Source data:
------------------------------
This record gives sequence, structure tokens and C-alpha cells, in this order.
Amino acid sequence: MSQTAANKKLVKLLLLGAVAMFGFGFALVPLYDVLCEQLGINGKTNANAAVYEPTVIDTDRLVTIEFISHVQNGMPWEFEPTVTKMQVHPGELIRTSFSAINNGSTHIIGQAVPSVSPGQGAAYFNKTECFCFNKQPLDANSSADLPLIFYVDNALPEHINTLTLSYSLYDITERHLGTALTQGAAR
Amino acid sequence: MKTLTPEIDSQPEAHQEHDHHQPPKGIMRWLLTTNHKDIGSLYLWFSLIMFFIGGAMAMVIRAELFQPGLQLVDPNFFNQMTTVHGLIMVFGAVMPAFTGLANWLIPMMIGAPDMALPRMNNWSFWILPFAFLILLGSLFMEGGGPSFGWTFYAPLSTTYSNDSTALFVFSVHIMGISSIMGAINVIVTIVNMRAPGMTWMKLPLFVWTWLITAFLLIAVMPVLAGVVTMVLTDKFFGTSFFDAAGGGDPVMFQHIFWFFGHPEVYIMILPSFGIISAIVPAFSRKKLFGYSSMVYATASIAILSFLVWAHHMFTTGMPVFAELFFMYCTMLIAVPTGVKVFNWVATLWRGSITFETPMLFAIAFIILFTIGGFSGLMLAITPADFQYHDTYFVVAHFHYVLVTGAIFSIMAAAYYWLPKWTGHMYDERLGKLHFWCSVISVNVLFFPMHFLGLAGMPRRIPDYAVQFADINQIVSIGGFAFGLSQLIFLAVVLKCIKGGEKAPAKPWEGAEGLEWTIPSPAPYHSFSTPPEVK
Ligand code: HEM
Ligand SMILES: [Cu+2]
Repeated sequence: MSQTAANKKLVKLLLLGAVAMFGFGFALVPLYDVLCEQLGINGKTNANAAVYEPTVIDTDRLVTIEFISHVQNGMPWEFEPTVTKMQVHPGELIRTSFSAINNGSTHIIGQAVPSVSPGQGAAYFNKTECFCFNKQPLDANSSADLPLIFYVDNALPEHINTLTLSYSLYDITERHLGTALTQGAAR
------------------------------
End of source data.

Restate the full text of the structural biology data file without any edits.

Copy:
This record gives sequence, structure tokens and C-alpha cells, in this order.
Amino acid sequence: MSQTAANKKLVKLLLLGAVAMFGFGFALVPLYDVLCEQLGINGKTNANAAVYEPTVIDTDRLVTIEFISHVQNGMPWEFEPTVTKMQVHPGELIRTSFSAINNGSTHIIGQAVPSVSPGQGAAYFNKTECFCFNKQPLDANSSADLPLIFYVDNALPEHINTLTLSYSLYDITERHLGTALTQGAAR
Amino acid sequence: MKTLTPEIDSQPEAHQEHDHHQPPKGIMRWLLTTNHKDIGSLYLWFSLIMFFIGGAMAMVIRAELFQPGLQLVDPNFFNQMTTVHGLIMVFGAVMPAFTGLANWLIPMMIGAPDMALPRMNNWSFWILPFAFLILLGSLFMEGGGPSFGWTFYAPLSTTYSNDSTALFVFSVHIMGISSIMGAINVIVTIVNMRAPGMTWMKLPLFVWTWLITAFLLIAVMPVLAGVVTMVLTDKFFGTSFFDAAGGGDPVMFQHIFWFFGHPEVYIMILPSFGIISAIVPAFSRKKLFGYSSMVYATASIAILSFLVWAHHMFTTGMPVFAELFFMYCTMLIAVPTGVKVFNWVATLWRGSITFETPMLFAIAFIILFTIGGFSGLMLAITPADFQYHDTYFVVAHFHYVLVTGAIFSIMAAAYYWLPKWTGHMYDERLGKLHFWCSVISVNVLFFPMHFLGLAGMPRRIPDYAVQFADINQIVSIGGFAFGLSQLIFLAVVLKCIKGGEKAPAKPWEGAEGLEWTIPSPAPYHSFSTPPEVK
Ligand code: HEM
Ligand SMILES: [Cu+2]
Repeated sequence: MSQTAANKKLVKLLLLGAVAMFGFGFALVPLYDVLCEQLGINGKTNANAAVYEPTVIDTDRLVTIEFISHVQNGMPWEFEPTVTKMQVHPGELIRTSFSAINNGSTHIIGQAVPSVSPGQGAAYFNKTECFCFNKQPLDANSSADLPLIFYVDNALPEHINTLTLSYSLYDITERHLGTALTQGAAR